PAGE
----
The Hardest Balancing Act

Throughout the last 25 years, I’m confident that I have either made or witnessed every mistake imaginable in golf – especially in the mental game. When it comes to your attitude on the golf course, it is critical to strike a balance and avoid extremes. While this might sound generic and simple, I can guarantee that getting this right (or at least improving) will be part of your keys to getting better at this game. Every golfer on this planet could use help in this department.

Recently, I sent out this tweet, and we can use this as my “thesis statement” for this article:

The best golf is played when you exist in the space between caring too much, or not at all. This is *hard* to do

You can’t “live and die” at the result of every shot. But at the same time, you need to be engaged enough to control your emotions and approach each shot analytically

— Jon Sherman (@practicalgolf) May 6, 2021

Finding the happy medium between caring too much and not enough might look different for all of you. We each bring our own personalities to the game. However, I know that tipping in either direction too heavily does not work out in the long run.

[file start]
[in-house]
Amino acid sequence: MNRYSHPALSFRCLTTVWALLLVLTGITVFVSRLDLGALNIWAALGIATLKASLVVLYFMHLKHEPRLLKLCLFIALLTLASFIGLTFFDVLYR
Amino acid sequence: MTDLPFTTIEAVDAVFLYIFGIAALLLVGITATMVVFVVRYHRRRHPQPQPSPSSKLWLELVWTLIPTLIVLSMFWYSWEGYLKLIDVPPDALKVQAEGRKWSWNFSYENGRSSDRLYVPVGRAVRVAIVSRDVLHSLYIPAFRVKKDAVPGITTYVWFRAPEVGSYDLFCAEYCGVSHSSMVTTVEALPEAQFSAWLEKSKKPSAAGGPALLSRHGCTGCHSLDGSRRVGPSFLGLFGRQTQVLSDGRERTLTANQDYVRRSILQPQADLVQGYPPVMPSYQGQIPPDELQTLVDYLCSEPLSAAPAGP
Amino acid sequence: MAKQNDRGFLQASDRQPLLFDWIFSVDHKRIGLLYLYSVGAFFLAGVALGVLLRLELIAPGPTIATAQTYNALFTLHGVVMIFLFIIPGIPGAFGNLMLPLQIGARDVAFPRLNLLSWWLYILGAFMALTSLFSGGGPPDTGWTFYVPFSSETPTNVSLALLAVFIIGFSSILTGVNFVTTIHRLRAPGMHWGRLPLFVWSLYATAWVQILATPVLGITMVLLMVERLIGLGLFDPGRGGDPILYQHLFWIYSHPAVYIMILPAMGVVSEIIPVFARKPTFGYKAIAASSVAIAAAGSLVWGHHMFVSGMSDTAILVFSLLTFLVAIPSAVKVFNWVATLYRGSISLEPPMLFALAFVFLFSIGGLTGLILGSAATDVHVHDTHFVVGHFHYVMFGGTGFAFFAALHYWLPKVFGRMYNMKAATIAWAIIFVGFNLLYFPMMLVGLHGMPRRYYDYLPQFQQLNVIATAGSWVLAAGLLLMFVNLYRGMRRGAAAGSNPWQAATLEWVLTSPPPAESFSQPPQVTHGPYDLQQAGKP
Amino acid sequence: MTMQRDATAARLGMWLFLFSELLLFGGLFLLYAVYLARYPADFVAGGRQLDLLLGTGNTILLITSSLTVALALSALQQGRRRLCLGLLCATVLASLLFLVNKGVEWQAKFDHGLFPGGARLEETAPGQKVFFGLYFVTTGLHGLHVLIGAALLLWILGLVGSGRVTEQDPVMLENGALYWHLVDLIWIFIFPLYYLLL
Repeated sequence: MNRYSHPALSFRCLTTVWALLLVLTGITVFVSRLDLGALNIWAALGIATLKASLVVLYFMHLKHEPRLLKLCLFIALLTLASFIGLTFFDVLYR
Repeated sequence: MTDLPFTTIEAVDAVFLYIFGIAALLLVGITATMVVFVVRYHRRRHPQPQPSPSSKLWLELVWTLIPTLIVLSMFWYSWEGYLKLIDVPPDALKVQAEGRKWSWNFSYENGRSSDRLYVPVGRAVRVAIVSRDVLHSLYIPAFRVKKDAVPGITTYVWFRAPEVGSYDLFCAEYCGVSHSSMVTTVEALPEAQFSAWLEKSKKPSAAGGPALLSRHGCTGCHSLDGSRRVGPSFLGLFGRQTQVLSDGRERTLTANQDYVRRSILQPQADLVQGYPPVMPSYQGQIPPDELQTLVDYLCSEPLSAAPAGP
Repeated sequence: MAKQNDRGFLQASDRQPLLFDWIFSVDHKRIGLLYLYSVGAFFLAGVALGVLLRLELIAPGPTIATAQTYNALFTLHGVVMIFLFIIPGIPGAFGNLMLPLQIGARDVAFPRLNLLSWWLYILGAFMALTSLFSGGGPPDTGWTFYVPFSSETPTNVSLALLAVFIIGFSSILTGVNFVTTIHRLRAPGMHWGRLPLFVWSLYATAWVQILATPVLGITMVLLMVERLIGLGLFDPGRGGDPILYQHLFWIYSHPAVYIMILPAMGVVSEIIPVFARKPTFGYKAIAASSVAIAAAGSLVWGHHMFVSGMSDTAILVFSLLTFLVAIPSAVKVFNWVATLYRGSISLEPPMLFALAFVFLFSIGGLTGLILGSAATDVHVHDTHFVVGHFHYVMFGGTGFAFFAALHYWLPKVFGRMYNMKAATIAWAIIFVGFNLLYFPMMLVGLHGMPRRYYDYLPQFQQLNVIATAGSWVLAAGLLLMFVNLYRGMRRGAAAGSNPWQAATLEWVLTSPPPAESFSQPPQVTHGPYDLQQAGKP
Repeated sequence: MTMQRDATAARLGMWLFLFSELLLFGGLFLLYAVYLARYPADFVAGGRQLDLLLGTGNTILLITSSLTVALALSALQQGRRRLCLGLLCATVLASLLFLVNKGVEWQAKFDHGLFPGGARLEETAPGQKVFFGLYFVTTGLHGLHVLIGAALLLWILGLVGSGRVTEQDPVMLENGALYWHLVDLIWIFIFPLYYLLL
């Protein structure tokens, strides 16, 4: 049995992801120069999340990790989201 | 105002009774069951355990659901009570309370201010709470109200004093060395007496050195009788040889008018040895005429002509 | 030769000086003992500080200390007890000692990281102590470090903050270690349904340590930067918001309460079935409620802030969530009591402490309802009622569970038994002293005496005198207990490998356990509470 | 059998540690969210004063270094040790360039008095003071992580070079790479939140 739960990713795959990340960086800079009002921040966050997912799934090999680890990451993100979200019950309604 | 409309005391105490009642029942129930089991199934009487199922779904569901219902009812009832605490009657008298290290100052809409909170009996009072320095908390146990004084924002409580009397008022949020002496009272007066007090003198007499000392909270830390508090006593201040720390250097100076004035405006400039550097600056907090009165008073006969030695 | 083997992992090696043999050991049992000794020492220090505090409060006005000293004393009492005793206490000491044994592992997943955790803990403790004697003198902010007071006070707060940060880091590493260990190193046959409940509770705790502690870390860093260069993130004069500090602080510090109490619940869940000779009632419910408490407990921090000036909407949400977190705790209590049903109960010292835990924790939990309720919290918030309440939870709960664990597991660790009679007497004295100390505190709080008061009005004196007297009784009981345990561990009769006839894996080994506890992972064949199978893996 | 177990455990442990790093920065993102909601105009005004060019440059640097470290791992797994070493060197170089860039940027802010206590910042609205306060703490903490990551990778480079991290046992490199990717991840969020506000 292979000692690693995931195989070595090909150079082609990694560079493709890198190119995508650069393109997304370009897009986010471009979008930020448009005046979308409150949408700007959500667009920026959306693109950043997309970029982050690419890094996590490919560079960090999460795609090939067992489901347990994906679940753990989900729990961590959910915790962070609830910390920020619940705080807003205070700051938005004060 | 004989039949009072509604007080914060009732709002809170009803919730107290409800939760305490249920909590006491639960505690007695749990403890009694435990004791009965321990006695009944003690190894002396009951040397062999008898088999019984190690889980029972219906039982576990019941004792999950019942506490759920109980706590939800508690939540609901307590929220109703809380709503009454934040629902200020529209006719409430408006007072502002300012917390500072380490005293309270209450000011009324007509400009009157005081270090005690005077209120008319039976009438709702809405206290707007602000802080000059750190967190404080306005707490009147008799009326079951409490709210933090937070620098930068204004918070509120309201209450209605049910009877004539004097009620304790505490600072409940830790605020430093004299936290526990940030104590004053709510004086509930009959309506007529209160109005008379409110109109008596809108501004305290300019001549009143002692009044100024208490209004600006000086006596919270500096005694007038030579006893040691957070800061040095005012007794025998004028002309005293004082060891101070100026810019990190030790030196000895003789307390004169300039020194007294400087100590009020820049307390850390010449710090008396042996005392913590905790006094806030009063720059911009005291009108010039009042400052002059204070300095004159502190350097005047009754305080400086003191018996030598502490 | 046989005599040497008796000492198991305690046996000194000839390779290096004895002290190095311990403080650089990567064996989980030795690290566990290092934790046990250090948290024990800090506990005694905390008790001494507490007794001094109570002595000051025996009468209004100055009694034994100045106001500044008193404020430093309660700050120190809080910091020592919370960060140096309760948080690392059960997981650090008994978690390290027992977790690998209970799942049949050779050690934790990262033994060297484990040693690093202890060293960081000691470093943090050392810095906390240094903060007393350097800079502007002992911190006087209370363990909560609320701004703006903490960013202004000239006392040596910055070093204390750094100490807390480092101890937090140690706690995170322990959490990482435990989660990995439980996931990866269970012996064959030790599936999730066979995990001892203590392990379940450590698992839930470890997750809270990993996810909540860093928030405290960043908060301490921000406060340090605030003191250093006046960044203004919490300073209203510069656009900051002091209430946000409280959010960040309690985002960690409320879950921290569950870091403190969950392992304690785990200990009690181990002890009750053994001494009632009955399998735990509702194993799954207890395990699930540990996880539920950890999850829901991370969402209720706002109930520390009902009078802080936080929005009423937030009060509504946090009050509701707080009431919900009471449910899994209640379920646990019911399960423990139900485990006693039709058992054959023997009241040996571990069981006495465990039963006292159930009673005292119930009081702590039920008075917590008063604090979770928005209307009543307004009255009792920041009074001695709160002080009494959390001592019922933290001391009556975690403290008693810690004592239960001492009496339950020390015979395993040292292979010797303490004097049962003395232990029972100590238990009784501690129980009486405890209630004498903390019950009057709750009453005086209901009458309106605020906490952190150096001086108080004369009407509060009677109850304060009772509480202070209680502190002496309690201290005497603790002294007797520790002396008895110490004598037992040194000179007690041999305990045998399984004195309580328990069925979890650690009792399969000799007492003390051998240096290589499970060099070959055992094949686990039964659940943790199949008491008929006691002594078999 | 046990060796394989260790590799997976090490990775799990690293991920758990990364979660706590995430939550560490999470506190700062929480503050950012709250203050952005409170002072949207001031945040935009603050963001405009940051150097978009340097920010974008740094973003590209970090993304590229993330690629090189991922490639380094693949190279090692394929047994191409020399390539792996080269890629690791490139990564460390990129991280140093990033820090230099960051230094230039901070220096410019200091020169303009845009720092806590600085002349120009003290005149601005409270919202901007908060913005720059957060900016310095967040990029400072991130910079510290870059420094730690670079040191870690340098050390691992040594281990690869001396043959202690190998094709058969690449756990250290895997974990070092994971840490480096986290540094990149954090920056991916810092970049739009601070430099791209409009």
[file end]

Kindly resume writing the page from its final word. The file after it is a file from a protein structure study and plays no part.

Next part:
As usual, I’ll try to provide tangible examples of what I mean because I’m sure at this point you’re wondering, “what the hell is he talking about??!!”

Living and Dying On Each Shot

All of you know this by now, but 18 holes (or even 9) is a long time. Each round of golf usually has different acts. They can even be as dramatic as some of your favorite movies. There is heartbreak, hubris, triumph, and even redemption.

If I had to pinpoint one of my biggest flaws as a golfer, I reacted too heavily based on the result of each shot.

An errant drive might send me into a panic – all of a sudden, I’m walking faster and worrying about what my next mistake might be. Conversely, an early birdie might have had me “peacocking” a bit too much and wondering just how well I was going to score that day.

I now know that you cannot become a better golfer if you are constantly in this state. If there were some device to measure your reactions, you would want to go from this:

to this:

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By: Jon
Title: The Hardest Balancing Act
Sourced From:
Published Date: Tue, 11 May 2021 22:41:25 +0000


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